## STACK Documentation

Documentation home | Category index | Site map# Setting linear algebra questions in STACK

Linear algebra, next to calculus, is one of the pillars of modern mathematics and an important application in STACK is testing linear algebra questions.

Often there will be many equivalent answers, especially when asking for students to find the basis for a subspace, etc.

This document provides some tips and hints for writing STACK questions.

Please see also the file on matrix manipulations.

## Random questions

The paper Setting linear algebra problems by John Steele (2003) is very useful.

## Lines and planes

Problem: the student has been asked to represent a subspace in parametric form; we want to decide if these spaces are equivalent.

## Converting from parametric form to vector form

Let us start with an answer such as

```
ta:transpose(matrix([s+2*t,3+t,w]));
ta:expand(ta);
lv:listofvars(ta);
/* Sanity check: make sure the student's answer is linear in its parameters. */
deg:apply(max, maplist(lambda([ex], hipow(ta, ex)), lv));
```

The first thing is to note Maxima's

```
cm:coefmatrix(flatten(args(ta)), lv);
am:augcoefmatrix(flatten(args(ta)), lv);
```

We will turn this into vector form explicitly as follows.

```
/* Remove any constant vectors (setting all parameters to zero). */
cv:ev(ta, maplist(lambda([ex], ex=0), lv), simp);
/* Calculate the direction vectors. */
dvs:maplist(lambda([ex], col(cm,ex)), makelist(k,k,1,length(lv)));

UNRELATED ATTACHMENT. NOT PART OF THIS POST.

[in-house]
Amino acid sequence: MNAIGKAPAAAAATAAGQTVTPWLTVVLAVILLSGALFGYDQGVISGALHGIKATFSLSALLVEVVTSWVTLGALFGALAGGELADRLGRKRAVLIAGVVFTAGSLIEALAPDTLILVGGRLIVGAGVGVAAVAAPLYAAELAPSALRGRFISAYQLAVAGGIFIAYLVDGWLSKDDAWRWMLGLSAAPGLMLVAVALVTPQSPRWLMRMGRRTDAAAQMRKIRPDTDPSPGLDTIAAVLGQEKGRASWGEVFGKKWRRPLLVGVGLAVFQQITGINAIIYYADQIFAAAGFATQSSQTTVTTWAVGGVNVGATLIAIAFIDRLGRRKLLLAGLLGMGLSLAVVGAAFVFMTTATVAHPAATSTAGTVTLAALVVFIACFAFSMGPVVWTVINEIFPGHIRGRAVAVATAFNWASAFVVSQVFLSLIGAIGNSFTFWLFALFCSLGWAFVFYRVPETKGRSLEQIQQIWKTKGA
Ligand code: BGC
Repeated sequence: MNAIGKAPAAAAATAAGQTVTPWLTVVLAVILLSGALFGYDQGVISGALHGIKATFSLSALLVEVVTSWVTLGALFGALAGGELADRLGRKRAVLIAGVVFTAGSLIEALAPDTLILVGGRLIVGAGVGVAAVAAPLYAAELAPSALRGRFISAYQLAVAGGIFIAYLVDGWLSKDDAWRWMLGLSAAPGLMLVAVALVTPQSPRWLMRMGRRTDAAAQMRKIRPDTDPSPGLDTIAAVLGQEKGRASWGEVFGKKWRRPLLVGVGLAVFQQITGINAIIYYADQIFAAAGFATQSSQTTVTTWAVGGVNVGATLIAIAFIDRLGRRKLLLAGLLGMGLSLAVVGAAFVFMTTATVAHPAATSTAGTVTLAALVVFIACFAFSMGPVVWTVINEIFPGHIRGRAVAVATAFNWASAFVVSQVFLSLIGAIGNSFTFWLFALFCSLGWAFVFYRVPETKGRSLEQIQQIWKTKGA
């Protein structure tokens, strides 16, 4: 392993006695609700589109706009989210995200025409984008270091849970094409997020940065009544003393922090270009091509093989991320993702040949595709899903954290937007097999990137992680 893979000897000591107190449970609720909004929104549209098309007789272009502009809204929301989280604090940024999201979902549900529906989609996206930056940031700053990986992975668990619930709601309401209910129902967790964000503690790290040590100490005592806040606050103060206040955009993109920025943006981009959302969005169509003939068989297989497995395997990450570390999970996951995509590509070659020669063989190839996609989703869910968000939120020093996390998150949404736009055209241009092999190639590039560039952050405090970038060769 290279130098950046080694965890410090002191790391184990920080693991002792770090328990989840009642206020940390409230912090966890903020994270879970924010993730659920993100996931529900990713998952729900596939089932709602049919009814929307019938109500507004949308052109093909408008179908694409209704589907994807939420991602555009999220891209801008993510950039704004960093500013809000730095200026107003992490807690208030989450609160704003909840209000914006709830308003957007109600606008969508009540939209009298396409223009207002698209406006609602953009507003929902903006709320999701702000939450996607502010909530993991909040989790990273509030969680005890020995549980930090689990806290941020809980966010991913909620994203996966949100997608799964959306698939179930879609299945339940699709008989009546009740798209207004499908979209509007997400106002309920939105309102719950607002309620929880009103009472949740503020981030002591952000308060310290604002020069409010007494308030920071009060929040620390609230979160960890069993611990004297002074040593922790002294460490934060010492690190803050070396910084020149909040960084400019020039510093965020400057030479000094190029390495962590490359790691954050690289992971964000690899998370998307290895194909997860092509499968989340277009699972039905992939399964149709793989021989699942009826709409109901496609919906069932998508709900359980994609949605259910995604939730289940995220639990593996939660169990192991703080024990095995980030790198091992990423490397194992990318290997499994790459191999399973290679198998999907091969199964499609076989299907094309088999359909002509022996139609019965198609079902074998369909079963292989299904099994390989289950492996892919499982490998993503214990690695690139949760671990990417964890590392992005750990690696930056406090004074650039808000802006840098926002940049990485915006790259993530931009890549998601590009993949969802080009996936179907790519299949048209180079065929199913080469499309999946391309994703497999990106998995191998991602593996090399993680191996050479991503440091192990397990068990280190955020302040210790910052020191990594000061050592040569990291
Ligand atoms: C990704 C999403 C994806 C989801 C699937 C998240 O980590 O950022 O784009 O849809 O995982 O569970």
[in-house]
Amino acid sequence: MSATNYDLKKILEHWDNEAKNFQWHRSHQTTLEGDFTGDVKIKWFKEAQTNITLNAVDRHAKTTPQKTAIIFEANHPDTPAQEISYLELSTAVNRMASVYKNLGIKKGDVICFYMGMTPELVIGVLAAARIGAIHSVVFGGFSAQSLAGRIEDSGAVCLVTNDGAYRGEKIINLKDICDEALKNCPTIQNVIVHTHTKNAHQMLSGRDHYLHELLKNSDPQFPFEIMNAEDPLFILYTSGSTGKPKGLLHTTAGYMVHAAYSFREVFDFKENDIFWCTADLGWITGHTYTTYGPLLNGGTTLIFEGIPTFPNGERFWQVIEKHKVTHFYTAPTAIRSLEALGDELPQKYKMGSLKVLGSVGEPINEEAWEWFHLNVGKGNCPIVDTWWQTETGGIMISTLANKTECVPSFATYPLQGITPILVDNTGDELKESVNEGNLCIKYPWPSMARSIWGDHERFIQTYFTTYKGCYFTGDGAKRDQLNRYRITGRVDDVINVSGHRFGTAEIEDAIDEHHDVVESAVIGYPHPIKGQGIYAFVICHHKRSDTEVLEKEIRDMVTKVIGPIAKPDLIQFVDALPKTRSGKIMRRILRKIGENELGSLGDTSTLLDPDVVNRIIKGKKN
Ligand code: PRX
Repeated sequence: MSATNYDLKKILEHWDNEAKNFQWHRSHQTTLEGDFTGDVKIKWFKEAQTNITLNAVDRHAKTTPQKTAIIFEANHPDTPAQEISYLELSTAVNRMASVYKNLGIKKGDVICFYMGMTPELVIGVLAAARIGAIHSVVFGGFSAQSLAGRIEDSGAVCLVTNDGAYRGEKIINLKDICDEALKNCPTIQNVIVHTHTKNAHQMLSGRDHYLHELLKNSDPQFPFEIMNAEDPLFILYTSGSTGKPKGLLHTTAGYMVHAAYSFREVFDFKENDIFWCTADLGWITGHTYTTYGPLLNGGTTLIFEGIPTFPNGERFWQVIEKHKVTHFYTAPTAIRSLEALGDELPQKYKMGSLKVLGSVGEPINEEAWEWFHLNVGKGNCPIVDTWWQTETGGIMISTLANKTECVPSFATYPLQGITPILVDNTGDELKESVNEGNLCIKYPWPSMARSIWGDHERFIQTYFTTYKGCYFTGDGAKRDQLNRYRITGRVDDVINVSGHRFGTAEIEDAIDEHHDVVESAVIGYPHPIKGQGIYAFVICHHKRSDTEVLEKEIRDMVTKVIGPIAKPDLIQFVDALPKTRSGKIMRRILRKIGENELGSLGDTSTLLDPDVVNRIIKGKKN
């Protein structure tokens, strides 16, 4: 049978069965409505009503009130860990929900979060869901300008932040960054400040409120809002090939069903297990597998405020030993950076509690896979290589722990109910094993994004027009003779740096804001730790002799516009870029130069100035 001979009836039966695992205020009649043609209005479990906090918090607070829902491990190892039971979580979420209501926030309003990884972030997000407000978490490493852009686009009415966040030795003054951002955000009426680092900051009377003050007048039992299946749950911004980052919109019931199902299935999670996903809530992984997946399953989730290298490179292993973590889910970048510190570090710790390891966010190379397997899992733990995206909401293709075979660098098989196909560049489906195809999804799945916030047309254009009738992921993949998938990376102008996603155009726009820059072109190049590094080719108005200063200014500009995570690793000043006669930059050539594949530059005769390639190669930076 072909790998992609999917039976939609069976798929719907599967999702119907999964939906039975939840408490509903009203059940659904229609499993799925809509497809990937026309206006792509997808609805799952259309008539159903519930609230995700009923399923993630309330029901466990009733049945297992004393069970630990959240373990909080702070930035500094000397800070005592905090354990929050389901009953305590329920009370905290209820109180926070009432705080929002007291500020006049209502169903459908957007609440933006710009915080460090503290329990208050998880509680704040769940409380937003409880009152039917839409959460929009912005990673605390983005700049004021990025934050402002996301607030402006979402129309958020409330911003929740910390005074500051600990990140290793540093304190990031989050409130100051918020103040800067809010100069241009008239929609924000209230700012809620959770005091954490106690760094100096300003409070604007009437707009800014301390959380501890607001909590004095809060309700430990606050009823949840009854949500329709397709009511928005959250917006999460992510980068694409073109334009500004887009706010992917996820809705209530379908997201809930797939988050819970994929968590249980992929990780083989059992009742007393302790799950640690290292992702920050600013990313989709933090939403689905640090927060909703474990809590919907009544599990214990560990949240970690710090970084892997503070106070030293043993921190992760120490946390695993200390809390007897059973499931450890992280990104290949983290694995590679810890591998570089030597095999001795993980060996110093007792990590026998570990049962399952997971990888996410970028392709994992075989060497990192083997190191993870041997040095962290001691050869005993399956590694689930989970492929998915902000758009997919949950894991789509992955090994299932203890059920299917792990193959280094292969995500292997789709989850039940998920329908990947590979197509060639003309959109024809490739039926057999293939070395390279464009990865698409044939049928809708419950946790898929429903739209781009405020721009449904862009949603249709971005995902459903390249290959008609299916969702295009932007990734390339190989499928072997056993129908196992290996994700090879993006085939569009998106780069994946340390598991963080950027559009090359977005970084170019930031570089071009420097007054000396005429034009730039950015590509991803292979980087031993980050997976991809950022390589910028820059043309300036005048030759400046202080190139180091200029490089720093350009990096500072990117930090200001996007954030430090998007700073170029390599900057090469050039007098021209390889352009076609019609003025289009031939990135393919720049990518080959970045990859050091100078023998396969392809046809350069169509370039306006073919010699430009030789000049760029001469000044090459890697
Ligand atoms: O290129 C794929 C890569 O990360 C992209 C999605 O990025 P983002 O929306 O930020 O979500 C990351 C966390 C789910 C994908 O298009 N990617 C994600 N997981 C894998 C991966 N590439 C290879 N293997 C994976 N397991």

/* Create vector form. */
simp:false;
vf:apply("+", zip_with("*", lv, dvs))+cv;
```

Note, this last line assumes `simp:false`

(otherwise we simplify back to the original `ta`

!), and uses STACK's `zip_with`

function which is not a core part of Maxima.

Now we have the direction vectors we can answer a number of questions.

Turn the direction vectors into a single matrix.

```
simp:true;
cm:transpose(apply(matrix, maplist(lambda([ex], first(transpose(ex))), dvs)));
/* Takes us back to ta.... */
cm.transpose(matrix(lv))+cv;
```

Does `ta`

pass through the origin? This amounts to solving

```
solve(flatten(args(ta)), lv);
```

But, solve can throw errors when we have dependent equations (as we might well do...).

## Solving systems of linear equations

Using solve can throw errors, so use `linsolve`

instead. For example.

```
/* Decide if a vector is in W */
point_in_space(W, wx):= linsolve(flatten(args(W))-first(args(transpose(wx))), listofvars(W));
```

If the above is the empty list, there is no solution. Otherwise a solution is returned.

```
/* Calculate the canonical form of a column space of a system. */
cspace(ex):= block([M],
M: coefmatrix(flatten(args(ex)), listofvars(ex)),
ev(transpose(rref(transpose(M))), simp)
);
```

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